Understanding the Language of Flowers

Flowers are used to express a lot of sentiments. You give them to people as a sign of love, celebration, or sympathy. If you’ve sent a bouquet to someone, you’ve probably chosen flowers you think they like or look beautiful together. However, if you were alive in the Victorian age, every flower would have a precise meaning.

When Queen Victoria ruled England, young men and women exchanged messages by sending flowers. In a way, it was the very early version of texting lingo—a way to communicate messages without the adults understanding them. Flowers meant anything from “I love you” to disgust and hatred. Take a look at what some favorite flowers today would have said back then—and what their meanings are today!

Alstroemeria: Devotion and loyalty. Today, this flower symbolizes prosperity and fortune.

Azalea: Temperance, modesty.

Calla Lilly: You are a magnificent beauty.

Canterbury Bells: Constancy and faithfulness.

Carnation: The color varies the message. Red and pink mean declarations of love, white means endearment, and yellow is a firm no. Yellow carnations would have been sent to an overzealous suitor. Today, all carnations represent pride and beauty.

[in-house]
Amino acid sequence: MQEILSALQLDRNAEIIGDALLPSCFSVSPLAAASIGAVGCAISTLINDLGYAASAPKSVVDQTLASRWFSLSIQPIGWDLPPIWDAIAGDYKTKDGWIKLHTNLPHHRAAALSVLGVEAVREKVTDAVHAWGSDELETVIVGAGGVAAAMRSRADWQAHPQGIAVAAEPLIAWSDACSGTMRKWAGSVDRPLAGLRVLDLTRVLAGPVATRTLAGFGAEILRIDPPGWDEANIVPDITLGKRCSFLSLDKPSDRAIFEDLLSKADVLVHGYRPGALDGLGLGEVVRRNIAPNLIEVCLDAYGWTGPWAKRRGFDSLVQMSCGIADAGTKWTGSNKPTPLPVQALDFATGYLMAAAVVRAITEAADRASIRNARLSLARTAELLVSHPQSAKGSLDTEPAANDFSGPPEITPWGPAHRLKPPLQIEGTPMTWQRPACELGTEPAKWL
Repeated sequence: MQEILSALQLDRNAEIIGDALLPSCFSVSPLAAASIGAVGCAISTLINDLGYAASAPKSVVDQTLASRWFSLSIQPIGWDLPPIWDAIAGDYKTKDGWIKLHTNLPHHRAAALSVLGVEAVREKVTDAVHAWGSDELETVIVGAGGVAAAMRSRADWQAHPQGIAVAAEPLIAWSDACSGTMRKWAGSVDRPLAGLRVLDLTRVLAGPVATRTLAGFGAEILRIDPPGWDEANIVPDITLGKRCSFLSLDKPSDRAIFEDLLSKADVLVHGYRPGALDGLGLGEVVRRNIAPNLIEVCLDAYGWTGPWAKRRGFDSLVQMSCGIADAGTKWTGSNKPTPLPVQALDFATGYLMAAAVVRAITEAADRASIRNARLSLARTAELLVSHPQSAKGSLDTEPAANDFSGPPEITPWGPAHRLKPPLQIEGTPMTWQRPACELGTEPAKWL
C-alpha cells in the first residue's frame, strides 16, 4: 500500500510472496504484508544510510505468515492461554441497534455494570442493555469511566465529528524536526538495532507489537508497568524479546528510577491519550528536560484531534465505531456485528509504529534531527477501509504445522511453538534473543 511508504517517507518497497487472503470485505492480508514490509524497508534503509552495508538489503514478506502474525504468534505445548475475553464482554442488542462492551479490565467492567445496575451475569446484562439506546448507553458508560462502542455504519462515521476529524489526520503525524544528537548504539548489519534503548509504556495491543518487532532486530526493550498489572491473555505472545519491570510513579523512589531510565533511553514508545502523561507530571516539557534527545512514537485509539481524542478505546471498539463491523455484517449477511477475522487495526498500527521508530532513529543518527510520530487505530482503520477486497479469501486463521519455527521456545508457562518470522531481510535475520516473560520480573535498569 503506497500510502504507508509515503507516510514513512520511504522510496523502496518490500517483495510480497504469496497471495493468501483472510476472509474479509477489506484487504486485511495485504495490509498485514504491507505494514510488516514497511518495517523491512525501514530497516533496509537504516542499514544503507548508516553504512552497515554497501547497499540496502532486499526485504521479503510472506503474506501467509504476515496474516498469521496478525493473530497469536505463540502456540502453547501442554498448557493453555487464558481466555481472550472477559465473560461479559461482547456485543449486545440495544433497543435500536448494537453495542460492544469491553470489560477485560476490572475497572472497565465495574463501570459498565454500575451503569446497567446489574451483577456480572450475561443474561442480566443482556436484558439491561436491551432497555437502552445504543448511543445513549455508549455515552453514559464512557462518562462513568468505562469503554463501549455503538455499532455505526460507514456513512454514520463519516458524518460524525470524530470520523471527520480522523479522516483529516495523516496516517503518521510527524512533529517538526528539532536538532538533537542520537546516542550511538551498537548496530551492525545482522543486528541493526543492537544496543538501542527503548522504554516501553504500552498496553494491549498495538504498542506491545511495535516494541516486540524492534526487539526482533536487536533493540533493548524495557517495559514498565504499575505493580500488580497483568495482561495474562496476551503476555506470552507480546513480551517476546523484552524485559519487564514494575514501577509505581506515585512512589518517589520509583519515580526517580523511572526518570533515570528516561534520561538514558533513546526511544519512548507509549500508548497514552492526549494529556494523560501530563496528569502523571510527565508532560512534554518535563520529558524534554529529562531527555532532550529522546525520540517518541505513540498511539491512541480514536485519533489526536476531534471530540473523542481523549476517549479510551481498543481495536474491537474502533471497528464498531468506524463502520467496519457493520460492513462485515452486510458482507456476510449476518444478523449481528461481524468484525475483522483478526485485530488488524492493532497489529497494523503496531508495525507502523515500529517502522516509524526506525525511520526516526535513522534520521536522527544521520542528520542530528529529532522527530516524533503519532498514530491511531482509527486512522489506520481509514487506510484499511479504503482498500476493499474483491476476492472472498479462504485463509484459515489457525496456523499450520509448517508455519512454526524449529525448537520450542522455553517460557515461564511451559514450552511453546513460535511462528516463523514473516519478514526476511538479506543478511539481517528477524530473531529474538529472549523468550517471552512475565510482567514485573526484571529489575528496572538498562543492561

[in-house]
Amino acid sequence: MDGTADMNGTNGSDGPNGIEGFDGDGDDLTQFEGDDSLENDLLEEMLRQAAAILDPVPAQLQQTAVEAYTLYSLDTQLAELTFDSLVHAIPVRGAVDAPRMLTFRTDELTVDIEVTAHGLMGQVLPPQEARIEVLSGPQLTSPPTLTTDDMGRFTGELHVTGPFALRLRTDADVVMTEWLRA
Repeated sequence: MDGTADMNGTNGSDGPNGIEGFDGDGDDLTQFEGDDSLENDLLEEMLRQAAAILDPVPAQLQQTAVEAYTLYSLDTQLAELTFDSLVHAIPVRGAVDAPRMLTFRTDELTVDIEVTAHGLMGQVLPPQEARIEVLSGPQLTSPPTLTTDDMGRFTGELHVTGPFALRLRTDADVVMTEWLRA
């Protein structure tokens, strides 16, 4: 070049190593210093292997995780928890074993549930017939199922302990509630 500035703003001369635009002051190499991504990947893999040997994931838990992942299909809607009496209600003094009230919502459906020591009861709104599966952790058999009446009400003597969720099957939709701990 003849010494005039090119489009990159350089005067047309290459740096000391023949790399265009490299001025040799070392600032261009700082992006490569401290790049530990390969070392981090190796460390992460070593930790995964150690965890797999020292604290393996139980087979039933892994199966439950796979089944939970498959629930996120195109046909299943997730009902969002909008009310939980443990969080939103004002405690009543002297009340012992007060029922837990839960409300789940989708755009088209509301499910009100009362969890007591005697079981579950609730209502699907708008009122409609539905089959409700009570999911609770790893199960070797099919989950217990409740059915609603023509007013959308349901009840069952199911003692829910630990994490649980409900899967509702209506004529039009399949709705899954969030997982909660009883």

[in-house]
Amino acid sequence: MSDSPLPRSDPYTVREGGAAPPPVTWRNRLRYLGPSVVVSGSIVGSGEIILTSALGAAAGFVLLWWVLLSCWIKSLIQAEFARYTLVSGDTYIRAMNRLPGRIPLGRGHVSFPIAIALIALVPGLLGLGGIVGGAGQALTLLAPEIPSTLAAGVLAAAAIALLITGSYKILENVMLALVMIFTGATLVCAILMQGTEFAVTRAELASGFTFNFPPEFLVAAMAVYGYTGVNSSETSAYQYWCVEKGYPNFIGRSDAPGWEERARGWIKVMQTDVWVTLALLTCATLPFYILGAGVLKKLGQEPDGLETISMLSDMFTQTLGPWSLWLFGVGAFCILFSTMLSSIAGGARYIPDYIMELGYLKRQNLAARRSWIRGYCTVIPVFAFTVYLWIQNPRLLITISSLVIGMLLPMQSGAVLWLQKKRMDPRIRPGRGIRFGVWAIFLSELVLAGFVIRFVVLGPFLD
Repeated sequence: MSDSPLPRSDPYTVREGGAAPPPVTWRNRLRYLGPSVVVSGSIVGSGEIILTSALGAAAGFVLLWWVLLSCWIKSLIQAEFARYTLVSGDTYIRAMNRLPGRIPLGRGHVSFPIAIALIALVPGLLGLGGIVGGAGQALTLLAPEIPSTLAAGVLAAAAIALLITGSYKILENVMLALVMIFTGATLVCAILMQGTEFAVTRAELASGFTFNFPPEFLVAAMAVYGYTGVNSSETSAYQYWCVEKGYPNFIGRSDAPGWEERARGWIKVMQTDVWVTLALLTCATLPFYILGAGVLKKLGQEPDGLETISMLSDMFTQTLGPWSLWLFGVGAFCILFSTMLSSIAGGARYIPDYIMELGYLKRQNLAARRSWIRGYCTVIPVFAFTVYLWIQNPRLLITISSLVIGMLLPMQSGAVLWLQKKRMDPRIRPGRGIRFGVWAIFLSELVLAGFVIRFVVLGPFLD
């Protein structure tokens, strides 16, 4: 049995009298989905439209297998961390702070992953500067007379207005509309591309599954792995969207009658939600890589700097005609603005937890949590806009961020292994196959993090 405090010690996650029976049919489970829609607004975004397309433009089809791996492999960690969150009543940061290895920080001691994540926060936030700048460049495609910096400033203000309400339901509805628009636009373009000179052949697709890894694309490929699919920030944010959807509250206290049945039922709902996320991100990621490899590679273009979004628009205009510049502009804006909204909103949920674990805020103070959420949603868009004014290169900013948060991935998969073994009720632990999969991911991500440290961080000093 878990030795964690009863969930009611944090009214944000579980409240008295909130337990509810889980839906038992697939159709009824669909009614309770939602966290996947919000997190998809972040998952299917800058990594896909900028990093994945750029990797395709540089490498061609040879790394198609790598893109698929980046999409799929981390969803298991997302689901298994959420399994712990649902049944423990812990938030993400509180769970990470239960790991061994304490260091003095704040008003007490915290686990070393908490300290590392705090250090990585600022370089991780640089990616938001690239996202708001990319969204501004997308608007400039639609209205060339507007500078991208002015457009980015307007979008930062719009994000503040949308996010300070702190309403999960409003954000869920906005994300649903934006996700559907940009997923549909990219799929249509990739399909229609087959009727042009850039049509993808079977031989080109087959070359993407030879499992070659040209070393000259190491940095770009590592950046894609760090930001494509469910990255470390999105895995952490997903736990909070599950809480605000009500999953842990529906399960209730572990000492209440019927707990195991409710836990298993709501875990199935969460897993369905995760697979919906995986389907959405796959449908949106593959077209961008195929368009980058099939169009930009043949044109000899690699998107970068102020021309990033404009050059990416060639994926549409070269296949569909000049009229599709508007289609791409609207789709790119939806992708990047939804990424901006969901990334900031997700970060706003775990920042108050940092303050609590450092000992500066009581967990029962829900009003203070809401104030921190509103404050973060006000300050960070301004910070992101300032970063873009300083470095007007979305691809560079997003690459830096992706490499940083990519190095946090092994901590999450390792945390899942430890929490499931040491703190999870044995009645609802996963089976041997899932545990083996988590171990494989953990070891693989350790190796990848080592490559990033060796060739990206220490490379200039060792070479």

Caspia: Consistency, faithfulness.

Chrysanthemum: Love. The Chinese variety represents cheerfulness.

Daisy: Innocence.

Delphinium: Haughtiness. Today, though, it represents lightness and levity.

Hydrangea: You are heartless. The meaning has changed to its opposite—now, it represents heartfelt emotions.

Lily of the Valley: Return of happiness.

Marigold: Depending on the variety, the marigold could mean despair, grief, or jealousy.

Peony: Pink peonies mean happiness, while red means love.

Ranunculus: I am dazzled by your charms.

Rose: Red roses mean love, while pink stand for friendship.

Stephanotis: Marital bliss. This flower is still often used today in wedding bouquets.

Sweet Pea: Delicate pleasures.

Tulip: Love and fame.

Verbena: Enchantment tempered with sensibility.

When you’re putting together a bouquet or flower arrangement for a friend or loved one, you can think about what the flowers say. Looking into the language of flowers can also lead you to see varieties of flowers you may not have considered for your arrangement. Decide what you want your bouquet to say, and contact us to put it together.

Contact For Floral Arrangements 603.889.9903